Stand for Something

The NFL owners have voted their economic interests and are now requiring players to stand if on the field during the national anthem.  Teams can be fined for player non-compliance and the Commissioner has the option of additional disciplinary measures.  Apparently it was a unanimous vote with the exception of Jed York, owner of the San Francisco 49er’s who abstained from voting.  Eagles defensive end Chris Long was quick to say that owners were only looking at their bottom line.  He’s probably right since the anthem protest led to a significant drop in television ratings of 10-15% year to year in both 2016 & 2017.  Although players state their protest has nothing to do with the flag and patriotism, fans see it differently.  Most Americans are patriotic and see the American Flag as a symbol of the freedoms we all enjoy.  Those freedoms were purchased with the blood of those who fought and died for us on foreign soil.  In referring to the new pregame rule, Roger Goodell stated that the pregame ceremonies should be honored in a respectful fashion.  As an alternative, players can remain in the locker room during the playing of the national anthem.  This is actually a common practice before college games.  Remaining in the locker room would be more acceptable to fans than the sight of players kneeling or raising clenched fists in the air.  Players have yet to convince me (and many others) that kneeling during the national anthem will bring about social justice.  How many of the protesting players have actually done any meaningful work to achieve social justice?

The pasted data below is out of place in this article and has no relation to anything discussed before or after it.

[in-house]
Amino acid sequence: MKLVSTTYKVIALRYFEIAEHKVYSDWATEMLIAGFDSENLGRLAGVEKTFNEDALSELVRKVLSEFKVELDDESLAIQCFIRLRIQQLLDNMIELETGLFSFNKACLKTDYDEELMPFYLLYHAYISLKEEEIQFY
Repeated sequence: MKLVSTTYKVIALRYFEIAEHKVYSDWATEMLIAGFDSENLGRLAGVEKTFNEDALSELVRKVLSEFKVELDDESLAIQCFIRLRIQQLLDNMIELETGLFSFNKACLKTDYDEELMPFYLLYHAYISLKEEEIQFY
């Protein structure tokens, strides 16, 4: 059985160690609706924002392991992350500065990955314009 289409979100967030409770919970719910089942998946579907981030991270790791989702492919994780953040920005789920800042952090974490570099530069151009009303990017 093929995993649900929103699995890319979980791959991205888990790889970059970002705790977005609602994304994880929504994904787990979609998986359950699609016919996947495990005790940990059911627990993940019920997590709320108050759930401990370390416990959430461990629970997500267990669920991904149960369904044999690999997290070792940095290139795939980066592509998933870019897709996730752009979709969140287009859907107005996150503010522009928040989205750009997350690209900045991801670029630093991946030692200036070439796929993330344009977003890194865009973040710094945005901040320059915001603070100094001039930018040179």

These athletes are paid handsomely to play a game.  Owners are concerned over the bottom line, but players should be as well.  If players alienate the fan base, they will be out of a high-paying job.  I don’t believe players will end their protests following the latest league threat.  These are individuals who have been pampered and received special treatment for years because of their physical skills.  Some of them did not obtain a college degree yet believe they are more knowledgeable than the general public.  Players may be employed by the owners, but they work for the fans.   Our military stood for freedom, the least players can do is stand for two minutes of the national anthem.

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